What is a Push Poll?

Posted on: October 11th, 2012 by Ari Wubbold

As the election in November looms closer, voters across the country – especially in crucial swing states – are being targeted by pollsters eager to capture the most current state of public opinion. With that search for information comes significant confusion over what constitutes legitimate polling. While some may take issue with how certain polls are conducted – for example, calling only landline telephones tends to reach an older demographic, potentially skewing polling data – one should acknowledge that most reputable polling outfits try to adhere to strict guidelines of conduct. Occasionally, however, a polling tactic emerges that casts the entire industry in an unflattering light.

 Ah, push it – push it real good.

There is pervading confusion over what a push poll actually is. This confusion partially stems from a lack of understanding over what pollsters do with the data they accumulate. DHM Research produces data primarily for clients such as governments, nonprofits, and businesses in order to help them better inform and shape public policy and decision-making. This data is not utilized by DHM for any other purpose than to inform the client of the opinions of whichever demographics they chose to target; no hidden agenda, no predetermined outcome. A push poll, on the other hand, is an entirely different animal.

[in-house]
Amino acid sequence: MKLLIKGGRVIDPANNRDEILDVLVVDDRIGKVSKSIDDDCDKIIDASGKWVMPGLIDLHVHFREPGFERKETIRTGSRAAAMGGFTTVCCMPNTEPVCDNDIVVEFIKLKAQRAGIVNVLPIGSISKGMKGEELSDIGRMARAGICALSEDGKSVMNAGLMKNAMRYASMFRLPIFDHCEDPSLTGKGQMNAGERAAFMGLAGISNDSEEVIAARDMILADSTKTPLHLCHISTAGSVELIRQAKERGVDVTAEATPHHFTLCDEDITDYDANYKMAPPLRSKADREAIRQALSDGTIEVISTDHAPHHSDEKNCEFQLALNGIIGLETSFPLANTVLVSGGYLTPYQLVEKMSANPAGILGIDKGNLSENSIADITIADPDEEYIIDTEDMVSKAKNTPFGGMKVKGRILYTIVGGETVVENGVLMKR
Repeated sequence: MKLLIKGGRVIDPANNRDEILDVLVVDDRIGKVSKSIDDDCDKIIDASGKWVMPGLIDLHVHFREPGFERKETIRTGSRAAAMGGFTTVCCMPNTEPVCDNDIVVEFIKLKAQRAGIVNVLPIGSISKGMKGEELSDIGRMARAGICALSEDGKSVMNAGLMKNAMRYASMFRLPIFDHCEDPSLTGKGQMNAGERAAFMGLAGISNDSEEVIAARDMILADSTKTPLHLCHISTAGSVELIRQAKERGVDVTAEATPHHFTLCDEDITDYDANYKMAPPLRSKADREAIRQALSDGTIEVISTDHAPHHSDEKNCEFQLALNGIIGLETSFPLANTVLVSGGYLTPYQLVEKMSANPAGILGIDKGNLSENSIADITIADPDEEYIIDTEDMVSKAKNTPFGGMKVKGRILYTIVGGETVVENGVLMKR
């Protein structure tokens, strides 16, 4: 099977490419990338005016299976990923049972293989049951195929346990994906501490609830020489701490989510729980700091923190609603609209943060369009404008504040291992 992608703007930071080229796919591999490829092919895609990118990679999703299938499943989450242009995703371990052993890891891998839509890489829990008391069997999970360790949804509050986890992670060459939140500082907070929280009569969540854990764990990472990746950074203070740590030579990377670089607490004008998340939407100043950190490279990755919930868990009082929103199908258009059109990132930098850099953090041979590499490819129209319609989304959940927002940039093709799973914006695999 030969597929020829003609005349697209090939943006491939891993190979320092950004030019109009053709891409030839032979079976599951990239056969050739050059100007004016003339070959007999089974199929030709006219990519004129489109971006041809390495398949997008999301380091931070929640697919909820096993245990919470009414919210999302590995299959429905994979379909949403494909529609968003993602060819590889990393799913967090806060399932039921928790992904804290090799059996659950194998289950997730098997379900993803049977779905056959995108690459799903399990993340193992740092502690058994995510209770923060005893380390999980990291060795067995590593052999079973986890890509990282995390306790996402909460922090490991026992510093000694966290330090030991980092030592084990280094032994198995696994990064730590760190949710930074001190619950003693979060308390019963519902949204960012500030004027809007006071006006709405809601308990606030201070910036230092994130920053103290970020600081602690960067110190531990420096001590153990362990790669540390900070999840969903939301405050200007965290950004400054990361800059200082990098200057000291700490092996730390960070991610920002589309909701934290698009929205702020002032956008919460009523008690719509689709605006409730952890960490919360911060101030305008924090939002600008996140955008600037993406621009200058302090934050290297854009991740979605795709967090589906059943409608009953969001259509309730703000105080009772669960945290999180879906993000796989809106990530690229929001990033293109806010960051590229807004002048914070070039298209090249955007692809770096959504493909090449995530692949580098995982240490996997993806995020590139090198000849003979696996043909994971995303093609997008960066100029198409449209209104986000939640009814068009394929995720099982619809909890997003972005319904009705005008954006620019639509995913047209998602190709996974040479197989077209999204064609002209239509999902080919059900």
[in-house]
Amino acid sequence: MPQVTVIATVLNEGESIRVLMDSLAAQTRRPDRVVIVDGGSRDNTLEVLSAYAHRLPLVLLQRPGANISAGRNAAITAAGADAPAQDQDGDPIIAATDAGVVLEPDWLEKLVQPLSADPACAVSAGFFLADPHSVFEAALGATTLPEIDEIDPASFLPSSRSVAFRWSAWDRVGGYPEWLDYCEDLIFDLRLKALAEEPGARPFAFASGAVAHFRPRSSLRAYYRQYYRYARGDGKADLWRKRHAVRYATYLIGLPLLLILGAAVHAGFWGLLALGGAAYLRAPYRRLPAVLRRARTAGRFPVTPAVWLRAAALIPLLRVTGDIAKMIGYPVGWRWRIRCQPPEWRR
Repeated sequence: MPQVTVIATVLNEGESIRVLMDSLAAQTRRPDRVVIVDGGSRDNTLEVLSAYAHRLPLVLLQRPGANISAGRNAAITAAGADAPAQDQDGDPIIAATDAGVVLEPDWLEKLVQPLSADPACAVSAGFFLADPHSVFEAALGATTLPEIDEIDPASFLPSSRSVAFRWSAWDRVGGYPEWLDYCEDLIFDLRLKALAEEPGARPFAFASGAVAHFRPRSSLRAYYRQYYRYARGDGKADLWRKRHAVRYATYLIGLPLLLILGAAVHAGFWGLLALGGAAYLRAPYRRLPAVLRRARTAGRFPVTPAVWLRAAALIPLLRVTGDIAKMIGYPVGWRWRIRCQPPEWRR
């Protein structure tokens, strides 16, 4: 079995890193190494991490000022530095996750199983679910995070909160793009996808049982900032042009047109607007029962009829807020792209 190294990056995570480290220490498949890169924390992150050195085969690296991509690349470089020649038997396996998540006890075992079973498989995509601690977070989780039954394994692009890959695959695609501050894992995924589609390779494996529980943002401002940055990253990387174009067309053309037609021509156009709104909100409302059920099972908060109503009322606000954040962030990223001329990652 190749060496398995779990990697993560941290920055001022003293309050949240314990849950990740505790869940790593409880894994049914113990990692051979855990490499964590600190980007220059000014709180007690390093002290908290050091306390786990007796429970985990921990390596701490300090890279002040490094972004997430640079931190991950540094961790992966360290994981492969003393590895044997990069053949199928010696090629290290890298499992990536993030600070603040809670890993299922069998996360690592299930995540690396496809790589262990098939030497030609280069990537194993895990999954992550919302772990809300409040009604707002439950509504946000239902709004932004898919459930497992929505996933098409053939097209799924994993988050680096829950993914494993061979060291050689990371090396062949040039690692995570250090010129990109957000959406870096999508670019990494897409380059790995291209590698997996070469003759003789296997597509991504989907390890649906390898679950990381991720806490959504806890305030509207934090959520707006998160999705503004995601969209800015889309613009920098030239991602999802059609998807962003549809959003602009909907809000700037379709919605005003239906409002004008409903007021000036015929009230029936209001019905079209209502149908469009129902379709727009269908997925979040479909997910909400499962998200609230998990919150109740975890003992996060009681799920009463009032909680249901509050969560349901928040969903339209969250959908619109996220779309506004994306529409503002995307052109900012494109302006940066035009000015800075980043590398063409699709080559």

So what is a push poll? Push polls are effectively telemarketing tools for campaigns. They utilize statements (often false) that are intended to “push” someone in a predetermined direction. Using the facade of a legitimate attempt to capture public opinion, these polls are not polls at all; they make no effort to gather and quantify data and instead serve as large-scale attempts to reshape consumer (or voter) opinion. Here is an example (with special thanks to Isaac Asimov): “If you found that candidate X was a robot, would you be less likely or more likely to vote for him/her/it?” The intention of this “question” is clear: to inculcate in respondents negative opinions towards candidate X. By asking this question to tens of thousands of participants – a much larger scale than traditional opinion polls – purveyors of such push polls are able to plant a seed of doubt in the minds of a significant population group (in this case as to the actual humanity of a candidate). In a contested race, such a strategy might just push enough voters to impact the outcome.

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